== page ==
Disclosure: Sierra Designs provided the author with a tent for an honest review.SectionHiker is reader-supported. We independently research, test, and rate the best products. We only make money if you purchase a product through our affiliate links. Help us continue to test and write unsponsored and independent gear reviews, beginner FAQs, and free hiking guides.
I love that the fly can be pitched first. That’s super helpful when it’s raining.
It’s a common feature of most trekking pole tents.
thank you for another excellent review. i cannot ever see myself buying their products when the colour schemes come direct from clown school. i really do not understand their business model
They really are awful. I far prefer grey or green.
Phillip can remember back in the day when Sierra Designs was one of the top tent makers (before other companies hired away their designers). Their tents were light blue and white, a pleasant combination. Now they have the ’70s billboard look at a time the market is going to neutral tones (even MSR in Europe is now green instead of MSR red).
I am happy to see the changes SD made to the HR. It is a very good and competitive tent. Maybe they will be wise and offer a more natural colorway!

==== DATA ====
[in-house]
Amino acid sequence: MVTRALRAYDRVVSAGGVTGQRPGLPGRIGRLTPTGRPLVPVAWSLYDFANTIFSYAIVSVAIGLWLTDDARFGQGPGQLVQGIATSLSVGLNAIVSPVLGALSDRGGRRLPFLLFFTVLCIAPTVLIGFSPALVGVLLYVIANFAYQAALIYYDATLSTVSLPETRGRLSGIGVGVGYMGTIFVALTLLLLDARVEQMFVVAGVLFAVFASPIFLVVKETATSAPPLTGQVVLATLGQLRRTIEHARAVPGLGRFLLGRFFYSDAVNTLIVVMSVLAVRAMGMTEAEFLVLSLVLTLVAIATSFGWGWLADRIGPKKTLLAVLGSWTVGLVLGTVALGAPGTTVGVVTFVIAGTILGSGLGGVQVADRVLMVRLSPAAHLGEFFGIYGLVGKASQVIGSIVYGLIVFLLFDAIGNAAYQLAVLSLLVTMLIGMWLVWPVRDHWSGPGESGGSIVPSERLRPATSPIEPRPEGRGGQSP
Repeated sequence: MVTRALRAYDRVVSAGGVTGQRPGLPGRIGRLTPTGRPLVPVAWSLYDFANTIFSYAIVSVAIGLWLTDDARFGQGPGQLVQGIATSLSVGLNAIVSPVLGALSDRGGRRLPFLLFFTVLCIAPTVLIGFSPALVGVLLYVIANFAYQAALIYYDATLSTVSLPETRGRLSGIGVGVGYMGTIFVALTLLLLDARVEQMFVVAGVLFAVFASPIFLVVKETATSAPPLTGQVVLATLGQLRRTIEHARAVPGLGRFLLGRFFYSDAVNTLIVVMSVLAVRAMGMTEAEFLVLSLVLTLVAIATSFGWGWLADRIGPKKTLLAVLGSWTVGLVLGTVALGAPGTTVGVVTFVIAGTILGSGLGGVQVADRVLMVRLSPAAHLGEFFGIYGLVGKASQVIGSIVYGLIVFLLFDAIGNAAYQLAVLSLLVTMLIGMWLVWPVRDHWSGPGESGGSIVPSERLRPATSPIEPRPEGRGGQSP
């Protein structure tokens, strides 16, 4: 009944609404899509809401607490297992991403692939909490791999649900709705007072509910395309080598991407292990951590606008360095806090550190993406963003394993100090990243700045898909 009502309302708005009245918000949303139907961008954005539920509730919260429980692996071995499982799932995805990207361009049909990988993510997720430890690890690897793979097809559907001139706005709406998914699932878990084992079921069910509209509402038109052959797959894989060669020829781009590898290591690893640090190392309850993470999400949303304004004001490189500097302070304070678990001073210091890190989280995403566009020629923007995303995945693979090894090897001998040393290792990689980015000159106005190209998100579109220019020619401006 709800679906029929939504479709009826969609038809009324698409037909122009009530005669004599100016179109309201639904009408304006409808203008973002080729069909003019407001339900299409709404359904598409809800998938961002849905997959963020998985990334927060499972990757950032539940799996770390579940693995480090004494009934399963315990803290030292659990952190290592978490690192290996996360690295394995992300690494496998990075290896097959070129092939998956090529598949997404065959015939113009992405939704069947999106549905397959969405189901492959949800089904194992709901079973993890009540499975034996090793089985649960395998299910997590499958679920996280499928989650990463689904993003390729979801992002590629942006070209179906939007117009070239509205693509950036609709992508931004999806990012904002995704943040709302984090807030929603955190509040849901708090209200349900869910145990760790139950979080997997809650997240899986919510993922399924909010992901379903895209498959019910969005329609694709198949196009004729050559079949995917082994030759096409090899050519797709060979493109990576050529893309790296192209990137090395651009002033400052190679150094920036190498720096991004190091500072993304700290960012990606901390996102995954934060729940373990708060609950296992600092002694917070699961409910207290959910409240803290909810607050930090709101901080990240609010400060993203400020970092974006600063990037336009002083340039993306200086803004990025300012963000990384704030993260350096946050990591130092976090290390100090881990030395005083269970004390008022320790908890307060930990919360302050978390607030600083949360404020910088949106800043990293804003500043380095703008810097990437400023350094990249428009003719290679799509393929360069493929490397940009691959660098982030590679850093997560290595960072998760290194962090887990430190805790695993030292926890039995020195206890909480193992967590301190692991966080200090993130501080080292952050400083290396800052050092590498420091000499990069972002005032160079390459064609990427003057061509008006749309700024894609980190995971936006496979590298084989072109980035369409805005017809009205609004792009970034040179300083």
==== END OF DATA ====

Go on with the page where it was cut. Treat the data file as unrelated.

Don’t hold your breath.
Function, form, and safety. I couldn’t possibly care what color the tent is, it’ll be pitched to sleep in. Louder colors provide better visibility when trying to find your way back to camp.
It’s not a fashion show.
I own two SD tents and I probably belong to the other group of satisfied clients who never even gave a second thought to the colors, and it’s not that it doesn’t bother me, I didn’t realize it can bother )
Is it PacerPole compatible? From the photos, it didn’t look like you were using them, which also leads me to think you may have a column coming on a brand of hiking poles.
Totally pacer pole compatible. I checked it out before I sent it to Greg to review. The older version of this tent which I reviewed a few years ago was alsoPacer Pole Compatible. I really haven’t met any tents that aren’t.